The history of airlines in China before World War II is shadowy, but it started surprisingly early. During the Chinese warlord period after the fall of the Empire, war surplus twin-engine bombers flew the skies of China, and some level of civilian aviation was up and running by 1925. The fact that China’s inland cities were built along rivers made seaplane travel practical, as seen in this letter from 1932 that shows the eight stops between Chengdu and Shanghai. The romance of air travel was played up in this timetable, which is from the same period.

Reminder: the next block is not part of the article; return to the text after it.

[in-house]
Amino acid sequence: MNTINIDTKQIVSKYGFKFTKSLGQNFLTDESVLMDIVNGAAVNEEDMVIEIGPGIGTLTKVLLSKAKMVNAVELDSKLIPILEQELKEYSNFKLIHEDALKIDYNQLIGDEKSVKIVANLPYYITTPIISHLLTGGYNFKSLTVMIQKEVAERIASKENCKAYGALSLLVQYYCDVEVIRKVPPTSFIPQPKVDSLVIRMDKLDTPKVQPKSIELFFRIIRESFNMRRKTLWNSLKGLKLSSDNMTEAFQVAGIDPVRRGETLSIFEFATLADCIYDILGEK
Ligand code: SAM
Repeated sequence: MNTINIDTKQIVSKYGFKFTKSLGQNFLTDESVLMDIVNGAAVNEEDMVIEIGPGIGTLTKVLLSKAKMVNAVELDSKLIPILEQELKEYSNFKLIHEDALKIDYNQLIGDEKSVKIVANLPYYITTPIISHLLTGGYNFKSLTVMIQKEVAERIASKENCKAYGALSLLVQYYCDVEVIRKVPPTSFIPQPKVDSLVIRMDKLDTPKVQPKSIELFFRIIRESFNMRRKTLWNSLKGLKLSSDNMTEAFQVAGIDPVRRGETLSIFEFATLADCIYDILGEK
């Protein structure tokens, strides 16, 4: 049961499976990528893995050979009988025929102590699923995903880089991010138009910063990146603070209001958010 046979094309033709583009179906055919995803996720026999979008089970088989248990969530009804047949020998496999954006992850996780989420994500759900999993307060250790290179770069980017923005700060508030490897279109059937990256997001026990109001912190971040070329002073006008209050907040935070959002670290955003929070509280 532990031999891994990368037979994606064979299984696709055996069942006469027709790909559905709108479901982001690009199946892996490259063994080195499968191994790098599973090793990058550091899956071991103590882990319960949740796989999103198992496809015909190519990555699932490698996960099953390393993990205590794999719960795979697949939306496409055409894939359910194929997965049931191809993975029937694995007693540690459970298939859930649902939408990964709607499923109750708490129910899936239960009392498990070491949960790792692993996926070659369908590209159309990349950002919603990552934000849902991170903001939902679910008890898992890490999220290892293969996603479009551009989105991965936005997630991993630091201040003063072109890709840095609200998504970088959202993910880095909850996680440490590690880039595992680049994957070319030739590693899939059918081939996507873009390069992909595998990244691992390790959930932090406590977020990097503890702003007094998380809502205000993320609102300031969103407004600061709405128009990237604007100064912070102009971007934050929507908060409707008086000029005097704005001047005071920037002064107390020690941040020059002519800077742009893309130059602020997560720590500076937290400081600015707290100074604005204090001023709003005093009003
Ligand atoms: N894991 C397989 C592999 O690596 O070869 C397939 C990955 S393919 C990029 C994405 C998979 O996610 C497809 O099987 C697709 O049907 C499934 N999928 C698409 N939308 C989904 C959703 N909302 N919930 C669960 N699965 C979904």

CNAC had technical assistance from Pan Am, while their competitor, Air Eurasia, was a subsidiary of Lufthansa. Unfortunately I have been unable to find any pictures or descriptions of meals aboard either airline, despite contacting eminent historians of flight in Asia. Gregory Crouch, author of “China’s Wings,” a history of CNAC, found a mention of a “boxed lunch” in notes about an Air Eurasia flight, but the person who wrote that letter didn’t give any further details. Crouch also mentioned that CNAC outsourced their catering to an entrepreneur who became quite wealthy as a result, but he has never seen any menus. If anyone out there can find any descriptions, photographs, or menus from China in the 1920’s or 1930’s, please share them with me.